“How many children do you have?” asked the clerk as she scanned groceries across the checkout.
Even though she was making small talk, I really didn’t know how to navigate around the awkwardness of my answer. If I said one child, my daughter who was listening to the conversation, would correct me.
“I have two children,” I said quickly, hoping she wouldn’t ask me anything else.
“What are their ages?”
Oh, here it goes.
I shared my daughter’s age, and then added, “I have a son in heaven who would be three.”
An expression flickered across her face. She wished she hadn’t asked me, but now she’s stepped in my mess, and there is no going back.
“I’m sorry.” she said quickly without looking at me.
“Thanks,” I replied and took my bags. I breathed a sigh of relief when I walked outside.
Little did I know this would be the first of many awkward encounters with strangers who wanted to know my family size. Most of the time, I avoided the question by saying how many I had at home. It seemed so much easier that way—no wrinkles to smooth out, only a simple answer to an ordinary question. But even then, I couldn’t avoid all the awkward questions that arose out of unexpected conversations with strangers.
Recently, we were planning a balloon release to remember our son. Most of the time, nobody asks why we’re buying balloons. They assume we’re celebrating a birthday, and we don’t say otherwise.
“I’d like two red star balloons,” my husband, Sam, told the clerk at the dollar store.
“Are these for a birthday party?” she asked.
“We’re doing a balloon release, to help us remember someone in our family,” he said.
“Oh. Is it for someone who has passed?”
There was something under the surface she was trying to uncover.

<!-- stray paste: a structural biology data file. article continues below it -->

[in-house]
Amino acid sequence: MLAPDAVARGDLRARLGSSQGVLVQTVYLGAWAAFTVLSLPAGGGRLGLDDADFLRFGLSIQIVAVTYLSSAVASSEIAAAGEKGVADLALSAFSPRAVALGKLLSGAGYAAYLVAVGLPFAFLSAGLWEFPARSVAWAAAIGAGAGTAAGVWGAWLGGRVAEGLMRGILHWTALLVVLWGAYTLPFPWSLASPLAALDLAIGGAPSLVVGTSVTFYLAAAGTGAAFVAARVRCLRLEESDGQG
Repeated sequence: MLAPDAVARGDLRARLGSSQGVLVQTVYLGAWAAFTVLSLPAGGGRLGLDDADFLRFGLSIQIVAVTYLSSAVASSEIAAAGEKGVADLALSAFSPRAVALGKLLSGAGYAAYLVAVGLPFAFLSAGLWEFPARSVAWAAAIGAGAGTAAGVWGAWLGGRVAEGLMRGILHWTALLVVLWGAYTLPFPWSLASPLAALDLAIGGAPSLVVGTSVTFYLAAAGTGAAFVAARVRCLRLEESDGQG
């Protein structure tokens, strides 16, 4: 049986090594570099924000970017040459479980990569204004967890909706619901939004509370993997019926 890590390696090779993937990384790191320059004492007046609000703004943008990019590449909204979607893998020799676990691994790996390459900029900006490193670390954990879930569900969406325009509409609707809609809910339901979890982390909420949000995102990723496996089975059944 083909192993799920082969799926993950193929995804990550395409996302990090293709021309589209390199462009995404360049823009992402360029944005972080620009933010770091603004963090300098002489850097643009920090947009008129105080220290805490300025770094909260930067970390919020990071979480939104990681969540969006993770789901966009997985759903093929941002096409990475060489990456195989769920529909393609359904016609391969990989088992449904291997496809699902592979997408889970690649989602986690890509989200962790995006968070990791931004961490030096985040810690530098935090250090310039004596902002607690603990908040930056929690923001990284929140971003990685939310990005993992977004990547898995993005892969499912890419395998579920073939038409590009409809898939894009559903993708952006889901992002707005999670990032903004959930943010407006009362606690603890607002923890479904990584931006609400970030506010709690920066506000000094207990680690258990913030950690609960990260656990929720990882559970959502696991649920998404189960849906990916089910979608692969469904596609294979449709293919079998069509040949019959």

“Yes, it’s for our son,” he said.
At that point, she could have stopped and let the silence hang in the air, but instead there was something different about this conversation, an understanding that only comes through loss.
“My fifteen-year-old son died in an accident,” she said as she filled up two star-shaped balloons. “We have some traditions for remembering him, but it’s still hard.”
“No matter how old your child was when he died, he’s still your baby,” he said.
He took the balloons from the clerk and for a moment, shared a grief experience that only two parents who have lost a child understand.
Six years after the death of my son, I’ve accepted there might not ever be easy answers to give strangers. Sometimes these awkward conversations feel pointless, but other times, you realize you’ve shared an important connection with a grieving parent by affirming the tremendous gaping hole of loss in her life.
There may never be a way to avoid the hard question of how many children I have. But there is a way for us to remember that we are not alone in our grief.
By recognizing our loss, we give parents a voice— to lament, to remember, to heal. When we name our grief, we no longer subject parents to a silent sorrow, but we give one another the chance to say, I lost a child too—and he’s still my baby.